Tuesday, January 26, 2016

Series of thoughts on The Mysteries of Udolpho by Ann Radcliffe 3


                                   
"And poor Misfortune feels the lash of Vice."
Thomson, line in Mysteries of Udolpho, Ann Radcliffe

I have now traveled with Emily from La Vallee in Gascony, France, to Toulouse, France, then from there through the Alps to Venice, Italy, then on to Udolpho in the Apennines, also in Italy. It was a long journey, most of which was melancholy and dubious, but for me as a reader enjoyable. There were moments when my eyes couldn't read fast enough for my mind. I was dying to know what was going to happen next, my eyes would try and speed up to get to the conclusion of a problem and the words would start to blur from the speed, I would have to slow them down so I could soak it in.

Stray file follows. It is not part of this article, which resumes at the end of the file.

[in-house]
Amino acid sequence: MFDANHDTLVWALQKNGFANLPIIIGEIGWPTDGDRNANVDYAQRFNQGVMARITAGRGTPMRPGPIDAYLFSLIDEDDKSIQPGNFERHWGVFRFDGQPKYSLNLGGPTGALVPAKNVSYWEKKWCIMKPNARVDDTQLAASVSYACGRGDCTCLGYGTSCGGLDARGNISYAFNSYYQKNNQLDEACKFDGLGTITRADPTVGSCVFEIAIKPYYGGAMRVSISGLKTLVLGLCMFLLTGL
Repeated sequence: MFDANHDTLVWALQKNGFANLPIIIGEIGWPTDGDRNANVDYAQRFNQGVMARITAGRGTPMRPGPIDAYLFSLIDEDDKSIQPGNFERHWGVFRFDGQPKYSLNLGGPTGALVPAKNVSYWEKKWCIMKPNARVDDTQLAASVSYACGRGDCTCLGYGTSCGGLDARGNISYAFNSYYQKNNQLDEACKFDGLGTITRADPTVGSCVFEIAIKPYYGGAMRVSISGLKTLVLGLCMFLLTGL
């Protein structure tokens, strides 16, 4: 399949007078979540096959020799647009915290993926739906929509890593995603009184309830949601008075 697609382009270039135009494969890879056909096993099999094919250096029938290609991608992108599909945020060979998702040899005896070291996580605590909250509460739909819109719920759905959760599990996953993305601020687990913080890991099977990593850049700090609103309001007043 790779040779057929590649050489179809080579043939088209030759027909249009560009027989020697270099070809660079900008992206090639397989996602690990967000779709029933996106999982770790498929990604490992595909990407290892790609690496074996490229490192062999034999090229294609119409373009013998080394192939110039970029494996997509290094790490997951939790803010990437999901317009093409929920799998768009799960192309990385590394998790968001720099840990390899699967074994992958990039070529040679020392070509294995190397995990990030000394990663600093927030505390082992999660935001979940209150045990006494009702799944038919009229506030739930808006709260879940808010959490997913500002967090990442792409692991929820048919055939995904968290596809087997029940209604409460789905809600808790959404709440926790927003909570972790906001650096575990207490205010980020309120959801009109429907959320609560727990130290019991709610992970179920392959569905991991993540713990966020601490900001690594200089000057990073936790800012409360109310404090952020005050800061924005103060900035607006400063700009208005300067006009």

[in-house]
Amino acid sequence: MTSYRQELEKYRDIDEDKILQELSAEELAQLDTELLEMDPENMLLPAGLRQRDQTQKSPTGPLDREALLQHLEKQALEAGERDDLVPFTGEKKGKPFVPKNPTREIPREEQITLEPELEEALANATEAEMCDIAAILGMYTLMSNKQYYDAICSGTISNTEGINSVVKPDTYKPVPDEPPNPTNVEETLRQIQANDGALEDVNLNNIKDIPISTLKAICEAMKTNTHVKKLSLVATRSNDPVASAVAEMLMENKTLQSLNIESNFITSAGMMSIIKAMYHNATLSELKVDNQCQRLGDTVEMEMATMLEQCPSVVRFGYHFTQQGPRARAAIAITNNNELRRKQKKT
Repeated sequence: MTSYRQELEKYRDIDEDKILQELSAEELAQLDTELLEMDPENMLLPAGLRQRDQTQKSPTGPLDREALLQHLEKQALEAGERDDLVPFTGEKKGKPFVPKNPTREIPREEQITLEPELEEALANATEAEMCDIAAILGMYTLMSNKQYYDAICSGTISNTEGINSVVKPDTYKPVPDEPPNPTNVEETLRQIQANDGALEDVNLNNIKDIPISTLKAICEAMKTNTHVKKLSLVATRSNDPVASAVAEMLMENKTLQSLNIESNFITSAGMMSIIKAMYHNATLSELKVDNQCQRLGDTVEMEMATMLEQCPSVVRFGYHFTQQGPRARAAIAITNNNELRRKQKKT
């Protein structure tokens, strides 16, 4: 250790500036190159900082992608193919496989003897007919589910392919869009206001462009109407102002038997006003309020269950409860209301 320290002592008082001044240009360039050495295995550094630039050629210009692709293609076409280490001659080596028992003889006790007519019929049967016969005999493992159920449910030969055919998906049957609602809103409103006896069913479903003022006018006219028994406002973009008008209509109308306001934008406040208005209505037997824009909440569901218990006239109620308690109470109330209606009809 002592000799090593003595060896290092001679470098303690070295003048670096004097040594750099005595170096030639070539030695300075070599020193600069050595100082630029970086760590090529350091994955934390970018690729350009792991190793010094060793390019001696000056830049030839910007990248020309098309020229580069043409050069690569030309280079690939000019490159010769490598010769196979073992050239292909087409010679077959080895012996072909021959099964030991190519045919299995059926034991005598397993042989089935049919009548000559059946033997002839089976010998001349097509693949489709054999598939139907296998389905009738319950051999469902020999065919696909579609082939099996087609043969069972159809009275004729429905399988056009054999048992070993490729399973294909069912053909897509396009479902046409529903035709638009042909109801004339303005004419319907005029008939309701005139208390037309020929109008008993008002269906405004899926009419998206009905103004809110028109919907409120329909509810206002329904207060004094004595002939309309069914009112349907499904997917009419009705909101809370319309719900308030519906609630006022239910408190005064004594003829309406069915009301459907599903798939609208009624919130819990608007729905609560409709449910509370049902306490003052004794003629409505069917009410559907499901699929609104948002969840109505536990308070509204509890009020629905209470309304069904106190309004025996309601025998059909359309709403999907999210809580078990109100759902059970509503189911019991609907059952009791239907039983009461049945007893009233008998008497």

When I last left you Emily had just arrived home after her fathers death and was roaming around the house and grounds lonely and sad. Her aunt wrote to her that she was going to move her to Toulouse to live with her. Emily asked to stay at her home a few weeks to grieve, she didn't hear back from her aunt. She was at the little fishing cabin on her property and ran into Valancourt. He had been hanging around the property hoping to see her. She tells him of her father, he is terribly sorry, then professes his love for her and asks her to allow him to visit her the next day at her house. This makes Emily nervous, she loves him as well but in 1500's France it was inappropriate for them to be meeting without a chaperone and none of her family aware. He visits her the next day and as they sit talking M. Cheron, her aunt, shows up. She is rude to Emily and Valancourt, accuses Emily of only wanting to stay home because of him, and tells her they are leaving in the morning forbidding her from having anything more to do with him.